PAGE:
Study: Change in Habits Due to Listeriosis Outbreak

CANADA - A majority of Canadians have changed their buying and consumption behaviour following the recall associated with listeria in ready-to-eat meats, according to a new survey by University of Guelph researchers.
calendar icon 5 December 2008
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"The listeriosis outbreak was not only associated with the death of 20 people and the illness of many others, but it also contributed to economic loss in the food industry," said Professsor John Cranfield of the Department of Food, Agricultural and Resource Economics.

"But the impact of the recall on consumer confidence in the food system and food consumption decisions was largely unknown."

So Professsor Cranfield and his colleague Professor Spencer Henson used the Guelph Food Panel to survey consumers regarding their awareness, concerns and changes in consumption patterns following the outbreak.

"Before the food recall, consumers did not consider the potential risks of ready-to-eat meats to be significant," Professor Cranfield said.

Nearly everyone surveyed (96 per cent) knew about the recall and that it originated in Canada, and 92 per cent knew that listeria was the cause.

Following the outbreak and recall, the proportion of consumers who said they never consume ready-to-eat meats at home jumped from six to 39 per cent. The percentage of people who said they never consume ready-to-eat meat products in fast-food outlets or restaurants increased from nine to 56 per cent.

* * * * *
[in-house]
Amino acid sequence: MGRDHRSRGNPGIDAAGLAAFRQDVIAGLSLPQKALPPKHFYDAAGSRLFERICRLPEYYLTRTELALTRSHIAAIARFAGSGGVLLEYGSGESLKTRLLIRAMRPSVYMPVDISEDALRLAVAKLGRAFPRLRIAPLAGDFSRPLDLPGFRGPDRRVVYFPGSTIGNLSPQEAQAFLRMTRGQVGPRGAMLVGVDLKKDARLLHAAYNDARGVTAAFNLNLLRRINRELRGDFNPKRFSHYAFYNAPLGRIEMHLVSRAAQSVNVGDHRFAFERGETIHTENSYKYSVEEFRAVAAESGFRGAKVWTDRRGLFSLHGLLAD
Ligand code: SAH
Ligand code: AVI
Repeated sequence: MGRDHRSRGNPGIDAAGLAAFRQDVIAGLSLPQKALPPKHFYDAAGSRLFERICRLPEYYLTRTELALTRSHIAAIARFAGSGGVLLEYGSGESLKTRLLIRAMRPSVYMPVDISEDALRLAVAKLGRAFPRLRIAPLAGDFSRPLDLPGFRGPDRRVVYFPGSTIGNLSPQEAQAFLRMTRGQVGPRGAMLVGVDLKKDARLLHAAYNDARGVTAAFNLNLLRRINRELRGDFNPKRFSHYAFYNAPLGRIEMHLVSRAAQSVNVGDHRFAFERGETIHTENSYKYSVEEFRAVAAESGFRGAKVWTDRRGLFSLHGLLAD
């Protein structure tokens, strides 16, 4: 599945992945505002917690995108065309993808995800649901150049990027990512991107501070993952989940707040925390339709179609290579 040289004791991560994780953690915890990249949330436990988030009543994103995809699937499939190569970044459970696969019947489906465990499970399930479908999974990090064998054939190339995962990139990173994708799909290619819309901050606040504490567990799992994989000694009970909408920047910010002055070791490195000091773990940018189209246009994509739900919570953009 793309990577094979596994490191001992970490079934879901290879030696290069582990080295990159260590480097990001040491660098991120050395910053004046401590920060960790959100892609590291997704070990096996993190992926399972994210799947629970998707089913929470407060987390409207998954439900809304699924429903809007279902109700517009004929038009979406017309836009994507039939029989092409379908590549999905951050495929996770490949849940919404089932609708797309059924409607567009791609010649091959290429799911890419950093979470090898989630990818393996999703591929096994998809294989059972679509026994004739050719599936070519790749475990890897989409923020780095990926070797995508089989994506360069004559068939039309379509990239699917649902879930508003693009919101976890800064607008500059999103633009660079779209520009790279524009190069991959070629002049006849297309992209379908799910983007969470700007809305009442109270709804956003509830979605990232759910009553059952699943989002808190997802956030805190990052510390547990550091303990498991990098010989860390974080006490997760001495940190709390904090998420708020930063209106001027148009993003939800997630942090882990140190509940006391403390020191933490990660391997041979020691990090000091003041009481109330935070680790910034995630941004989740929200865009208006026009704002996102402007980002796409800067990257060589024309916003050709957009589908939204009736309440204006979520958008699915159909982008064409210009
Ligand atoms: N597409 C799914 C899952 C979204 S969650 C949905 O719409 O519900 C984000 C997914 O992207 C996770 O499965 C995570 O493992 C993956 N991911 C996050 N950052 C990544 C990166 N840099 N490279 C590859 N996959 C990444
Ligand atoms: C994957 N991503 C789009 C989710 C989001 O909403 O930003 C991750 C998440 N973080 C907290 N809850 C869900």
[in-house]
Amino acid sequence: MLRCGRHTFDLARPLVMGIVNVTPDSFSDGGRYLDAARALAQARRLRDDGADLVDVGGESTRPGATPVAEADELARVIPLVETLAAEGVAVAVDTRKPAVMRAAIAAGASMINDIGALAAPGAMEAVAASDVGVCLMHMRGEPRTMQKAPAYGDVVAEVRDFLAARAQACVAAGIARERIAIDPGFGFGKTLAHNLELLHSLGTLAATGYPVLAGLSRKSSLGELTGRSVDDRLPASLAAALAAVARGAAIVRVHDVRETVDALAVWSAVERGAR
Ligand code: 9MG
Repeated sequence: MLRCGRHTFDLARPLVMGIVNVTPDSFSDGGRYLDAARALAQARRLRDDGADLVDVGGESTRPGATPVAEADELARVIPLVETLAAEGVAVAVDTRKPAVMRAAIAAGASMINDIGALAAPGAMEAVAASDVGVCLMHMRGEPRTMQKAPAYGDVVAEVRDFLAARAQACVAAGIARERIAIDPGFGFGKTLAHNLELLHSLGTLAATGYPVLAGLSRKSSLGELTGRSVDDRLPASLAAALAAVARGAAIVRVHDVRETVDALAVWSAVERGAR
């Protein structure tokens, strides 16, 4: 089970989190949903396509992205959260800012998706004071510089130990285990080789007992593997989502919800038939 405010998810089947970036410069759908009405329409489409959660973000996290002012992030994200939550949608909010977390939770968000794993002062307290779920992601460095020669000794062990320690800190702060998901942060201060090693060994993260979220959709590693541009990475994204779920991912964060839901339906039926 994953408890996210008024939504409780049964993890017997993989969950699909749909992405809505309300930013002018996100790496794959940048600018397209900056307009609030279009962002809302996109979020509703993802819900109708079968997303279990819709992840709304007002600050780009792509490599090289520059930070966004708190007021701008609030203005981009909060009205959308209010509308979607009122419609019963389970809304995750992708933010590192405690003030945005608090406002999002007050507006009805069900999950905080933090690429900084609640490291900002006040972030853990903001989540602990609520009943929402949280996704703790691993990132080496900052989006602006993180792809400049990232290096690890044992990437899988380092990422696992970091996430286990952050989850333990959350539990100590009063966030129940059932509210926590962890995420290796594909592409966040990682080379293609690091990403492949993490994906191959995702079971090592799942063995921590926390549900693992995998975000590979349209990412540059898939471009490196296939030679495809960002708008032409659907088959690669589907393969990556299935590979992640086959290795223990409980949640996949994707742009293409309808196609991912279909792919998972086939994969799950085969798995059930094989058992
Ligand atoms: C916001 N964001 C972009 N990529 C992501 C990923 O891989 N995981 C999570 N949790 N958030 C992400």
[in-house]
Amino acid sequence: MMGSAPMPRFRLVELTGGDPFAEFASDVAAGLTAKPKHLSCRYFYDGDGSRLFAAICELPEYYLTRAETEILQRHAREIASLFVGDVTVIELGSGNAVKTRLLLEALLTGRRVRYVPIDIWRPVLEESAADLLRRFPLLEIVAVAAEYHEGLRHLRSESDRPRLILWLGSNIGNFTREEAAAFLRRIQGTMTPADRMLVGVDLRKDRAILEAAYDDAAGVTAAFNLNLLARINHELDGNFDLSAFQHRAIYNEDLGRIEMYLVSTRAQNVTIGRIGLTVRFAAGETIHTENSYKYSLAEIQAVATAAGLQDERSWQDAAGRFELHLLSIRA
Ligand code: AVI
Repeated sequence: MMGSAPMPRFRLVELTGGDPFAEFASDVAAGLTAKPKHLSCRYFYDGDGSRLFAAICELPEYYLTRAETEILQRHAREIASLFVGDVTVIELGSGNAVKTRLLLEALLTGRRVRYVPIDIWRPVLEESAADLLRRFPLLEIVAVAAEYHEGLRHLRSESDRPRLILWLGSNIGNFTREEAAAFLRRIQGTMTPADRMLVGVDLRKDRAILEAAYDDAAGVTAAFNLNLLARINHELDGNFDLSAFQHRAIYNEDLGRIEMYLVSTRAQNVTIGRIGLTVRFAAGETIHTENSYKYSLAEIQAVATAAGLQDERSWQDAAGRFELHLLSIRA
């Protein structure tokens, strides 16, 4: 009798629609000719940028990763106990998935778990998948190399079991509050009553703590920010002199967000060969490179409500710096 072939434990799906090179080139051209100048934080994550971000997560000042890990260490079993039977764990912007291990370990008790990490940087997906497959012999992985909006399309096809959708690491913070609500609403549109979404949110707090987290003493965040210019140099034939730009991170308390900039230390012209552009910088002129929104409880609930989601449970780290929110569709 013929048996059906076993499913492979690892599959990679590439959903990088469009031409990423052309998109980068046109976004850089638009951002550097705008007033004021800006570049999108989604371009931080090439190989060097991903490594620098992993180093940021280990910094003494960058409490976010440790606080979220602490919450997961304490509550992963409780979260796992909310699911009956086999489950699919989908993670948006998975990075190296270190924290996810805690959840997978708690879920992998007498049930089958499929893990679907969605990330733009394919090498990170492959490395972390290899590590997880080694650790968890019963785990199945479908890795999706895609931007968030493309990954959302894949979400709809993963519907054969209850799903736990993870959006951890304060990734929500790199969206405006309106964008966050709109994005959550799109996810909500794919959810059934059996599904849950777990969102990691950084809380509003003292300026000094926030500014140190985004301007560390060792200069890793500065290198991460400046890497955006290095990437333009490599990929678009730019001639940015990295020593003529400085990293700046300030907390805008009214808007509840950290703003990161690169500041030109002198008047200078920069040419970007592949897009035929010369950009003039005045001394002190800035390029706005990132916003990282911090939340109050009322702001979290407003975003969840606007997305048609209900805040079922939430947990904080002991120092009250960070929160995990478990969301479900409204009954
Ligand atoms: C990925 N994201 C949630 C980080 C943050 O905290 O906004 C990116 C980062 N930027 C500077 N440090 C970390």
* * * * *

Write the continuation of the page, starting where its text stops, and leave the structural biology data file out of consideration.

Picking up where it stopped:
Other behaviour-related findings include:

  • 30 per cent have stopped buying ready-to-eat meats from Canada;
  • 27 per cent now eat less often at restaurants and fast-food outlets;
  • 52 per cent are paying more attention to food labels;
  • 32 per cent are cooking more food at home; and
  • 30 per cent are taking more time in food preparation.

Despite the changes in behaviour, however, most consumers remain confident in the safety of Canada's food system, the survey found. About 70 per cent of respondents said their perception of the safety of meat in general, of food products, and of food as a whole has not changed. In addition, 75 per cent said they consider ready-to-eat meats safe to eat.

"This suggests that consumers have not generalized the listeria food recall to their perception of food as a whole," Professsor Henson said.

Interestingly, although overall confidence in food safety in Canada remains high, consumers' trust in food-chain stakeholders to protect them from listeria is only moderate, the researchers found. Farmers were judged to have the greatest ability to ensure the safety of food, whereas restaurants, grocery stores and the food-service sector were deemed to have the least ability.

The researchers also found that prevailing concerns about food safety are a key factor in how consumers respond to food recalls. For example, 44 per cent of respondents who had previous concerns about food safety were worried about the recall, compared with 30 per cent of people who were previously not concerned.

The survey is the second to be produced as part of the Guelph Food Panel, the first large-scale panel of consumers dedicated to food research. Developed by Professsors Henson, Cranfield and post-doctoral researcher Oliver Masakure, it allows researchers to track accurately changes in Canadians' eating habits and measure consumer responses to issues such as food scares.

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